Gallbladder removal -known to physicians as cholecystectomy (Ko le sis TEK to me) - is a relatively straightforward and commonly performed surgical procedure. Until recently, however, the surgery required a six- to nine-inch incision and a weeklong stay in the hospital, followed by four to six weeks of recovery at home. Healing of the surgical incision could entail considerable pain.

Today, gallbladder surgery can be performed by laparoscopy, a minimally invasive technique not requiring a large incision. Patients usually return home on the morning following surgery, and they can resume their normal routine within a week. With laparoscopy, patients lose less blood during surgery, and they experience far less pain.




Gallbladder problems are usually caused by gallstones, which are small hard masses that form in the gallbladder or in the bile duct. These stones may block the flow of bile, a digestive agent produced by the liver. As a result, the gallbladder may swell, causing sharp abdominal pain, vomiting, and indigestion.

Some gallstones can be treated with drugs or managed by changing one's diet, particularly by eliminating fat. When these options fail, however, removing the gallbladder becomes necessary. After removal, bile will continue to flow from the liver to the small intestine, but it will no longer be stored in the gallbladder.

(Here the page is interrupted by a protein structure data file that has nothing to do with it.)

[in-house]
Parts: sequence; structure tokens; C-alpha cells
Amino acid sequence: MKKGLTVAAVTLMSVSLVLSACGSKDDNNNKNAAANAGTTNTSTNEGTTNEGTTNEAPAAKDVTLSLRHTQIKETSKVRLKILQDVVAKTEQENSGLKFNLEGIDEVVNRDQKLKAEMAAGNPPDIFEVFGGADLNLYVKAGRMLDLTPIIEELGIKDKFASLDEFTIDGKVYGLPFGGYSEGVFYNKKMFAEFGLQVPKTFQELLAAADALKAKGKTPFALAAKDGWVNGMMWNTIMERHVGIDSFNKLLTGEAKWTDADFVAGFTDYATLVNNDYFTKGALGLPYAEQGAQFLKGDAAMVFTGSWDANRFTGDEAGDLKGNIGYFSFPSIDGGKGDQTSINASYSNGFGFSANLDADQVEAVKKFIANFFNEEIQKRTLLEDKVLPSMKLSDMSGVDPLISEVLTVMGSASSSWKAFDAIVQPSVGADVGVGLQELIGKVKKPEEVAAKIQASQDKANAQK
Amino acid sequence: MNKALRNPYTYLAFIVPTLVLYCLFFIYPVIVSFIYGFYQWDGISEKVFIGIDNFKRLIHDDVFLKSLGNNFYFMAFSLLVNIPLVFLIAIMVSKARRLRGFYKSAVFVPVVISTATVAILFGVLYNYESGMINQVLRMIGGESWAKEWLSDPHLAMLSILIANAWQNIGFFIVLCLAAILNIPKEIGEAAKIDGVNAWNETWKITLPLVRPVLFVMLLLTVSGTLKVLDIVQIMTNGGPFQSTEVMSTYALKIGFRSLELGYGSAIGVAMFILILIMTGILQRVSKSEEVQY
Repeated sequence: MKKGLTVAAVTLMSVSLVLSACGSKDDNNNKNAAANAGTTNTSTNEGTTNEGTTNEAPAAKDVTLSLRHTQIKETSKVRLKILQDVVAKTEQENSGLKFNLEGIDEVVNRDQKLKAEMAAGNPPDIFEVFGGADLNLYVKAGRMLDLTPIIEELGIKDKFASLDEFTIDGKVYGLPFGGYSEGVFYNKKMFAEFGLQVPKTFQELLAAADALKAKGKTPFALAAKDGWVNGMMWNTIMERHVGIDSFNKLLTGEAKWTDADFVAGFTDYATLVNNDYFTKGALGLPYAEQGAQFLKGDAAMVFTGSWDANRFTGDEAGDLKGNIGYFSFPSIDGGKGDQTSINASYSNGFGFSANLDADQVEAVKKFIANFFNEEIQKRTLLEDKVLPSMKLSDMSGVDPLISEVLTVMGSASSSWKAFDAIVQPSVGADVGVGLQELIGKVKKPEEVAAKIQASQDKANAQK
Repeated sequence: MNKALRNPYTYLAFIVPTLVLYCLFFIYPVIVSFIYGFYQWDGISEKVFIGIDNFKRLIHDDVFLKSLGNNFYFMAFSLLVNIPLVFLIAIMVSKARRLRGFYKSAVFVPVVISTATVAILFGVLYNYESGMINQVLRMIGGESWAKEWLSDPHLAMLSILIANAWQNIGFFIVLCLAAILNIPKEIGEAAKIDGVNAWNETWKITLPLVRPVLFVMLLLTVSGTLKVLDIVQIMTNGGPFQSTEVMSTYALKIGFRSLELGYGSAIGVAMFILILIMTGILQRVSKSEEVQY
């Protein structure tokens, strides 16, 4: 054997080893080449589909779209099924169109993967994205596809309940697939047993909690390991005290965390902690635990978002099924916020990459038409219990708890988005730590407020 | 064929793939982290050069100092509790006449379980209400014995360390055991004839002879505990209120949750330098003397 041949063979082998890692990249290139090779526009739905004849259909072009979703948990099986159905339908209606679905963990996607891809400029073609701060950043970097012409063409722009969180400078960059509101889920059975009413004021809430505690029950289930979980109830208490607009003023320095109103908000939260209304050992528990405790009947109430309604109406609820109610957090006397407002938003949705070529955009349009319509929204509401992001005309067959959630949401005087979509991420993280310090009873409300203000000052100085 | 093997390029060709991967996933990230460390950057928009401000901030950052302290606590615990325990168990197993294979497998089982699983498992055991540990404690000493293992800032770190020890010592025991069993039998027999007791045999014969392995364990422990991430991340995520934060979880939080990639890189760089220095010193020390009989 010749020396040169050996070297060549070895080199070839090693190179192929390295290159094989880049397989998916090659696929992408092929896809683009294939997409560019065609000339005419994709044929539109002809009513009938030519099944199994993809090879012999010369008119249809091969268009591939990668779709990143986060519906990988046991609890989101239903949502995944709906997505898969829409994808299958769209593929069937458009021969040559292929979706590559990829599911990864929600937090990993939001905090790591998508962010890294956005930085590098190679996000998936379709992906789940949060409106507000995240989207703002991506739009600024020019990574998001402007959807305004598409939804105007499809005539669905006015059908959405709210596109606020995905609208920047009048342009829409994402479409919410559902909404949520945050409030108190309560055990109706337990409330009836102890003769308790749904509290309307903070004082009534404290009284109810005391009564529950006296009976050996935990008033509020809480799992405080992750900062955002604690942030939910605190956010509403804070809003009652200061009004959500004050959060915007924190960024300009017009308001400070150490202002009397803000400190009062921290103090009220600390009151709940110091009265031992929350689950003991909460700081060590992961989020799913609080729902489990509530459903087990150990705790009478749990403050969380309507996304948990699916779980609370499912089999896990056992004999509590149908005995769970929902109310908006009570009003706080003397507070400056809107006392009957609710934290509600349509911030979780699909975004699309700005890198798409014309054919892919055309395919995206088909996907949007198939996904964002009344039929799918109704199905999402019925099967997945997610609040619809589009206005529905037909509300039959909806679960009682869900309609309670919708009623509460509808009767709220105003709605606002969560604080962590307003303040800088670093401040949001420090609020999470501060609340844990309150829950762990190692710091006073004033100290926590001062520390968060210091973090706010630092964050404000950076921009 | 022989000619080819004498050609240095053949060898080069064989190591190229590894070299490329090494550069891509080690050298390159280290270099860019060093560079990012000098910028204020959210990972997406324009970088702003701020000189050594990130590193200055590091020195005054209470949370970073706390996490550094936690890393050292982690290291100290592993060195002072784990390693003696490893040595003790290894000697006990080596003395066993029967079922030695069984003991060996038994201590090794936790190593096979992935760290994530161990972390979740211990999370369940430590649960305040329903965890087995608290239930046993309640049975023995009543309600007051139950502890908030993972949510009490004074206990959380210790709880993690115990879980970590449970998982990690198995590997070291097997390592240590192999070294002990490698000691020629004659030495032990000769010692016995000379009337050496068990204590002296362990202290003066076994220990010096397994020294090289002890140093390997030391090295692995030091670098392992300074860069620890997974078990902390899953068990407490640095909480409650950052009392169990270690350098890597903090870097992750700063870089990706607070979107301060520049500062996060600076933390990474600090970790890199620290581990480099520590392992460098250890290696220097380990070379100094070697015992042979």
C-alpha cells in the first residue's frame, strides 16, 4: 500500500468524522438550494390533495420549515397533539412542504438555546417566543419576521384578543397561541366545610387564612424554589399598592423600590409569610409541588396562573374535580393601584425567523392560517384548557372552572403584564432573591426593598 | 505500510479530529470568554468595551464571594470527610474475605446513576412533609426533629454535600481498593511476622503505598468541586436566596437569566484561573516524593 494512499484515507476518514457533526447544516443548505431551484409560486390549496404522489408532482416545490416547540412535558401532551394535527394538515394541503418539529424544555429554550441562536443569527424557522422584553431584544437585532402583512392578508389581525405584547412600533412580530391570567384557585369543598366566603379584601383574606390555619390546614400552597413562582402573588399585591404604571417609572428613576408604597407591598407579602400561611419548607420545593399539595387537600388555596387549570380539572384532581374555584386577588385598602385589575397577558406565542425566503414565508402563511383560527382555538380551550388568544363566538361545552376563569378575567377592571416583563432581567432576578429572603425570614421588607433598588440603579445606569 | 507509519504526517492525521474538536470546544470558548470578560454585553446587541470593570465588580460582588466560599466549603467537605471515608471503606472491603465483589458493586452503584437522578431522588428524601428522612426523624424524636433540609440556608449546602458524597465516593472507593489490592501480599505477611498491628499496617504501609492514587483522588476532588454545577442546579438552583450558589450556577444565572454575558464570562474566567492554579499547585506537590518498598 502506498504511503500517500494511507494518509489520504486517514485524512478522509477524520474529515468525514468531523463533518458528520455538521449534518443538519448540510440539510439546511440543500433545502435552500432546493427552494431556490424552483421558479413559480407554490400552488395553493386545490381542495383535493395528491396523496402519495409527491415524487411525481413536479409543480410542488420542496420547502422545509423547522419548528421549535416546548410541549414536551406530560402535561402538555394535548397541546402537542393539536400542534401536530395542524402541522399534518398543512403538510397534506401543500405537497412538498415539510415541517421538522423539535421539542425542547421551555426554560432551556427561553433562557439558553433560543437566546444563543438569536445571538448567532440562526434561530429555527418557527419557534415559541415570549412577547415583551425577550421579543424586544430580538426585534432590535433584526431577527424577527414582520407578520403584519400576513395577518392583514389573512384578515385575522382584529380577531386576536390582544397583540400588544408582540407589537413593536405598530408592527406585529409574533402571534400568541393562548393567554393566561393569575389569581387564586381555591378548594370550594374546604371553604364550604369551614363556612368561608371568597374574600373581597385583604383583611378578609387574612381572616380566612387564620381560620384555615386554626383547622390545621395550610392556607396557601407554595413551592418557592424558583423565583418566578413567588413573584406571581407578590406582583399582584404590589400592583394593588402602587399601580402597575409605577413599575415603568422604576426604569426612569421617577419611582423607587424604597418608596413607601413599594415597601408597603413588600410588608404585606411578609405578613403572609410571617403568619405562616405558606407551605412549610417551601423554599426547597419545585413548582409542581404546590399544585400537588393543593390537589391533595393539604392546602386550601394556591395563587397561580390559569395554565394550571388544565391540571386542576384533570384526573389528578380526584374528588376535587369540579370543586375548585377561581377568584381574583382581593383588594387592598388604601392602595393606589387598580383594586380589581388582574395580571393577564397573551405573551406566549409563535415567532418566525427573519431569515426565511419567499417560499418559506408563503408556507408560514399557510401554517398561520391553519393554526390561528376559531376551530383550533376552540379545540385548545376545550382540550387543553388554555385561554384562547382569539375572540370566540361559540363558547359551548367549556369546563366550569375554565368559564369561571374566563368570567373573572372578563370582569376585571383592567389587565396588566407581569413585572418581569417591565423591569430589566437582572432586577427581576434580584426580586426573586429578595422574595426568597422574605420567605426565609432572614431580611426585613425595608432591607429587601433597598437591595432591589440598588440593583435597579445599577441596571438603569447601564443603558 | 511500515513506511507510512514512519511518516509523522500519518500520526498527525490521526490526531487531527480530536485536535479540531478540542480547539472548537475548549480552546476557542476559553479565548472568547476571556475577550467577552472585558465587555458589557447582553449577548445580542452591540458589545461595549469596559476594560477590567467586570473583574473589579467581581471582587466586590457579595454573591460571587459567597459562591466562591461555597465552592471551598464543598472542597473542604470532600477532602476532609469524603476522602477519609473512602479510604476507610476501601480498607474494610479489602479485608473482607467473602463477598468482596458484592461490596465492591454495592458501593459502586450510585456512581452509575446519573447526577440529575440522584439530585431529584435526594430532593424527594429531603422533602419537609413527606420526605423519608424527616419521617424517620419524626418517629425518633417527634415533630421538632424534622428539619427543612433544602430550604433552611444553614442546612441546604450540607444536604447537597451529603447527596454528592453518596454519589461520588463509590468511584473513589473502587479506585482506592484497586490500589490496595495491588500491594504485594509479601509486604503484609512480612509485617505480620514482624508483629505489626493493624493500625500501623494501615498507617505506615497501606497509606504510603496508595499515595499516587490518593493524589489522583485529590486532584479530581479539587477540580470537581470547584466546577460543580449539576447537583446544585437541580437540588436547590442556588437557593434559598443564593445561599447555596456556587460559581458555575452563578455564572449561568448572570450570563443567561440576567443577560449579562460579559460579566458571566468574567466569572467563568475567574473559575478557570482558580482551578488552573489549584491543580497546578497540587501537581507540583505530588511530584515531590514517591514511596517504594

The first step in laparoscopic gallbladder removal is the insertion into the abdomen of four trocars, narrow tube-like instruments that require only very small surgical incisions. Into one trocar, which is a telescopic videocamera that provides magnified and dramatically enhanced views of internal organs. Other surgical instruments are inserted through the other trocars.

During surgery, the common bile duct and artery at the base of the gallbladder are severed from the liver using electronic instruments, then sealed. The surgeon empties the gallbladder of its contents and draws it out through one of the incisions. The incisions are then closed with surgical tape or stitches.



Immediately after surgery, you will be taken to a recovery room. In the hours following the operation, you will experience some pain from the small incisions made to permit insertion of the trocars. Under normal circumstances, you will be able to return home the next day.

At home, you will be able to take care of yourself and enjoy your regular diet. In as few as three or four days, you can return to your normal routine, including work. If you exercise, you can also resume a fitness program and sports competition.

After a few months, the surgical incisions will be barely visible.



تاریخ آخرین بروزرسانی   :  1389-10-18 9:38        برو بالای صفحه نسخه قابل چاپ